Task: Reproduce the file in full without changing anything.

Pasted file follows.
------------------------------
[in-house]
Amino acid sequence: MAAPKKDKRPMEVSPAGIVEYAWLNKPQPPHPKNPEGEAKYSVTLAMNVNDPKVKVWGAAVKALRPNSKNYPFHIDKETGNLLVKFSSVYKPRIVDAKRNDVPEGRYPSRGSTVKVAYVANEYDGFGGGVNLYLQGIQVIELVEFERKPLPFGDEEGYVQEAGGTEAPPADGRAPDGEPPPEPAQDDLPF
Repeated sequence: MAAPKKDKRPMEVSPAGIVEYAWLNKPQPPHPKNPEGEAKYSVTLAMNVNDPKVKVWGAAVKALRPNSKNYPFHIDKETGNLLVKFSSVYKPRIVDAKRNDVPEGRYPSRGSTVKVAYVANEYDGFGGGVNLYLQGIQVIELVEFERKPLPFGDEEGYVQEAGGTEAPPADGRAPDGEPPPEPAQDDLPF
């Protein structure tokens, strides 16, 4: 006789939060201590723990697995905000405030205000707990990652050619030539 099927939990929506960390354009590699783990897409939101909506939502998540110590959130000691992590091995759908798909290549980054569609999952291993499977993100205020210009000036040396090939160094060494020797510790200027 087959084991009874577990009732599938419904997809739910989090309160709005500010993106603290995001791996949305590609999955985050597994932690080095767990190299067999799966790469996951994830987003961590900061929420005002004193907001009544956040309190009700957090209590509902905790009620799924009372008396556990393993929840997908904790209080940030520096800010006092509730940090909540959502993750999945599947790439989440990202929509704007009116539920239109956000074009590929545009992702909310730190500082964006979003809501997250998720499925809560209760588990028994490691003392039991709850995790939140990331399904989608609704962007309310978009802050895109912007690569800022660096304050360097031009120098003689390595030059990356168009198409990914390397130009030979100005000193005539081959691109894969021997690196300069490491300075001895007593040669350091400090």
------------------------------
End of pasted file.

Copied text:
[in-house]
Amino acid sequence: MAAPKKDKRPMEVSPAGIVEYAWLNKPQPPHPKNPEGEAKYSVTLAMNVNDPKVKVWGAAVKALRPNSKNYPFHIDKETGNLLVKFSSVYKPRIVDAKRNDVPEGRYPSRGSTVKVAYVANEYDGFGGGVNLYLQGIQVIELVEFERKPLPFGDEEGYVQEAGGTEAPPADGRAPDGEPPPEPAQDDLPF
Repeated sequence: MAAPKKDKRPMEVSPAGIVEYAWLNKPQPPHPKNPEGEAKYSVTLAMNVNDPKVKVWGAAVKALRPNSKNYPFHIDKETGNLLVKFSSVYKPRIVDAKRNDVPEGRYPSRGSTVKVAYVANEYDGFGGGVNLYLQGIQVIELVEFERKPLPFGDEEGYVQEAGGTEAPPADGRAPDGEPPPEPAQDDLPF
């Protein structure tokens, strides 16, 4: 006789939060201590723990697995905000405030205000707990990652050619030539 099927939990929506960390354009590699783990897409939101909506939502998540110590959130000691992590091995759908798909290549980054569609999952291993499977993100205020210009000036040396090939160094060494020797510790200027 087959084991009874577990009732599938419904997809739910989090309160709005500010993106603290995001791996949305590609999955985050597994932690080095767990190299067999799966790469996951994830987003961590900061929420005002004193907001009544956040309190009700957090209590509902905790009620799924009372008396556990393993929840997908904790209080940030520096800010006092509730940090909540959502993750999945599947790439989440990202929509704007009116539920239109956000074009590929545009992702909310730190500082964006979003809501997250998720499925809560209760588990028994490691003392039991709850995790939140990331399904989608609704962007309310978009802050895109912007690569800022660096304050360097031009120098003689390595030059990356168009198409990914390397130009030979100005000193005539081959691109894969021997690196300069490491300075001895007593040669350091400090």